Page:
As a Stevens student, Ken DeGraw ’57 longed to dive into the everyday activities and fun of campus life. But commuting six days a week from Rockland County, N.Y., and working to put himself through school, he found it impossible.

So he’s been making up for it ever since.

Ken has spent almost 50 years being involved with Stevens and with the Stevens Alumni Association (SAA), from writing class logs for The Stevens Indicator to planning class reunions to serving as the SAA president. In recent years, he’s worked as the Stevens Alumni Association’s clubs director, increasing

the number of clubs as well as building a strong community online through the Stevens LinkedIn® group. And he’s continued his volunteer efforts faithfully, as he and the Class of 1957 Reunion Committee gear up for their 55th reunion in 2012.

He has to pause when he contemplates 50 years.

“How did I get so old so fast?” he asks dryly, with a slight smile.

“I wanted to be part of Stevens and since I couldn’t do it as a student…” he continues, in his quiet, unassuming way. “I think of it as giving back.”

For giving back to Stevens and its alumni in so many ways, Ken was chosen to receive the Stevens Alumni Award for 2011. He received the prestigious award at the Alumni Luncheon on June 4, during Alumni Weekend 2011. The SAA gives the award annually in recognition of outstanding loyalty and devotion to Stevens.

Ken, of Montvale, N.J., has served as the SAA’s clubs director since 2002, scheduling and guiding club meetings across the country and seeking out areas for new clubs.

When he first became clubs director, Ken was charged with “resuscitating” the alumni clubs, he says, during a recent interview at the Alumni Office. He’s more than succeeded, as the SAA now offers 30 alumni clubs, many social, but some professional and supportive of alumni seeking employment. One example is Ken’s establishing and maintaining of the SAA’s LinkedIn group.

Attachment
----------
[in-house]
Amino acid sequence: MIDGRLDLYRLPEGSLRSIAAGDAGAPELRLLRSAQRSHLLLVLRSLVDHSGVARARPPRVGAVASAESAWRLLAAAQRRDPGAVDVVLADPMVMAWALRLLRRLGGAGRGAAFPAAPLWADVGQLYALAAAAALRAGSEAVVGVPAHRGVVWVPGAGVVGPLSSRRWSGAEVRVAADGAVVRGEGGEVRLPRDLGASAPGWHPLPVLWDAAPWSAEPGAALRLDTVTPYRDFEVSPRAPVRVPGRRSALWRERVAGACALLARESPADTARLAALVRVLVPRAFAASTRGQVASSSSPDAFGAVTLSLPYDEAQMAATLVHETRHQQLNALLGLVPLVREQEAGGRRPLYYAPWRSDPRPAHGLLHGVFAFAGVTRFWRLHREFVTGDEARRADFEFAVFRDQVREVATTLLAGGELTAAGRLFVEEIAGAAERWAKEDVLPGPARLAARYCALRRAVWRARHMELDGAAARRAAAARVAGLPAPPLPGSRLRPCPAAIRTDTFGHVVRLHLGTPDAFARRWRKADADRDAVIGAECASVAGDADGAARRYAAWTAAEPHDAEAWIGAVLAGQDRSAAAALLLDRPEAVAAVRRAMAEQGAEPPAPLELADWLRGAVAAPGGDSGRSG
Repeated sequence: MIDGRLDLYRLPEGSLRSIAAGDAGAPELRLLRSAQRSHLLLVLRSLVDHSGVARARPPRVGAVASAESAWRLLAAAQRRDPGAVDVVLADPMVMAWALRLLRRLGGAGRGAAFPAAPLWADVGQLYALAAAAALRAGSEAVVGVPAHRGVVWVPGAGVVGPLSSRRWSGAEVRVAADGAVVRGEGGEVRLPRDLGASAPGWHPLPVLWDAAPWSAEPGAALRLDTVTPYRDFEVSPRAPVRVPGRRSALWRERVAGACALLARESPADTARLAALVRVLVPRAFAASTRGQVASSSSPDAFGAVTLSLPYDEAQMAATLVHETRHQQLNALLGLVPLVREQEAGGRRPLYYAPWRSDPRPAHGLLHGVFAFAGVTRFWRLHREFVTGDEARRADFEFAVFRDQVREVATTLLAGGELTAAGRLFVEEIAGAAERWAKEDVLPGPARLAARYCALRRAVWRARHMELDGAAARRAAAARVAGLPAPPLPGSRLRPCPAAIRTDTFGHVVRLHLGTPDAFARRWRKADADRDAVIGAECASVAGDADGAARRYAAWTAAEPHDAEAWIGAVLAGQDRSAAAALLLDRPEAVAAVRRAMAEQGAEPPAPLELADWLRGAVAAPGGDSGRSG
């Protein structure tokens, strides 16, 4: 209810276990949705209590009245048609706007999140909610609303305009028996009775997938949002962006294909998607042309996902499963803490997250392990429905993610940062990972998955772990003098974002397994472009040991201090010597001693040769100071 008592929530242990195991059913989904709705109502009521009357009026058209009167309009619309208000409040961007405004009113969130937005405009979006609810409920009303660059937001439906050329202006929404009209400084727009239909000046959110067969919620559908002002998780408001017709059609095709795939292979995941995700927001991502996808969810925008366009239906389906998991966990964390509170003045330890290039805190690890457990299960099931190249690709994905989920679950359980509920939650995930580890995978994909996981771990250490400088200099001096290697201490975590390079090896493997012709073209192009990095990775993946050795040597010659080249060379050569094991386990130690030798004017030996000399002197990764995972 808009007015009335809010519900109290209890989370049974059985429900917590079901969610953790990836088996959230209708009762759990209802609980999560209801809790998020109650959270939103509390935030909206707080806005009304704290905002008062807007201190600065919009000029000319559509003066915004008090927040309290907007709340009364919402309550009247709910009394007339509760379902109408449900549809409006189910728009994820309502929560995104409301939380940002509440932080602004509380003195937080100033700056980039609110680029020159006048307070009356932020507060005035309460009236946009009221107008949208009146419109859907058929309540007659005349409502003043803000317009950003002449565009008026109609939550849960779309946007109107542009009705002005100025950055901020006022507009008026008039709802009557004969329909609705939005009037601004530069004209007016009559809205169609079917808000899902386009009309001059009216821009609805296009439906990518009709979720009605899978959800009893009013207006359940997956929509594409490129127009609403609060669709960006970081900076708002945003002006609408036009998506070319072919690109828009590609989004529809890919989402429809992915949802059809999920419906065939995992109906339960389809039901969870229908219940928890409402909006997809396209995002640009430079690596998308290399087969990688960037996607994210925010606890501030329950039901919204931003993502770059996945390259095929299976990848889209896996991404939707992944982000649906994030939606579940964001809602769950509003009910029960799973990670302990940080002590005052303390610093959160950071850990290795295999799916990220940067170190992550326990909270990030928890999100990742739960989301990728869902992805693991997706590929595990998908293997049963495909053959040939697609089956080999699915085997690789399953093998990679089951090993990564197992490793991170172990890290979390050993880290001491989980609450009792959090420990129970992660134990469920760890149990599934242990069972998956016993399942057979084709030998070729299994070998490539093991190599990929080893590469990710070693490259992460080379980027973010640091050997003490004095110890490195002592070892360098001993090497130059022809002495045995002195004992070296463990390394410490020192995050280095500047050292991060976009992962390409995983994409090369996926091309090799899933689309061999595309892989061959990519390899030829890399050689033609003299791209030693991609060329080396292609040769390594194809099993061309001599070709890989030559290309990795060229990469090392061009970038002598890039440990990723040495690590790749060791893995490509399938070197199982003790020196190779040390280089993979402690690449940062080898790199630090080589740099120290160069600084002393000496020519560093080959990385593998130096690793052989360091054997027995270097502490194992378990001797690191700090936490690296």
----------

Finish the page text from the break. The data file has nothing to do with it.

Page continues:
The group now has more than 3,000 members. The SAA’s LinkedIn group has grown strongly in recent years, and Ken attributes a large part of this to a struggling economy and alumni seeking jobs.

Ken has also been a faithful member of the Reunion Committee for the Class of 1957—one of the most active and tight-knit reunion groups in recent years.

“We’re back at it for our 55th,” Ken says, as the group, which has established both an endowed scholarship and annual scholarship, helped fund other projects and seeks to present a class gift in honor of its upcoming 55th reunion.

This is a group that has enjoyed luncheons together in their mission to help Stevens students and to re-connect with each other. Of all his Stevens’ activities, Ken has enjoyed being a part of the reunion committee the most, he says.

“The most fun thing has been the Reunion Committee because I hardly knew these guys when I was here,” he says.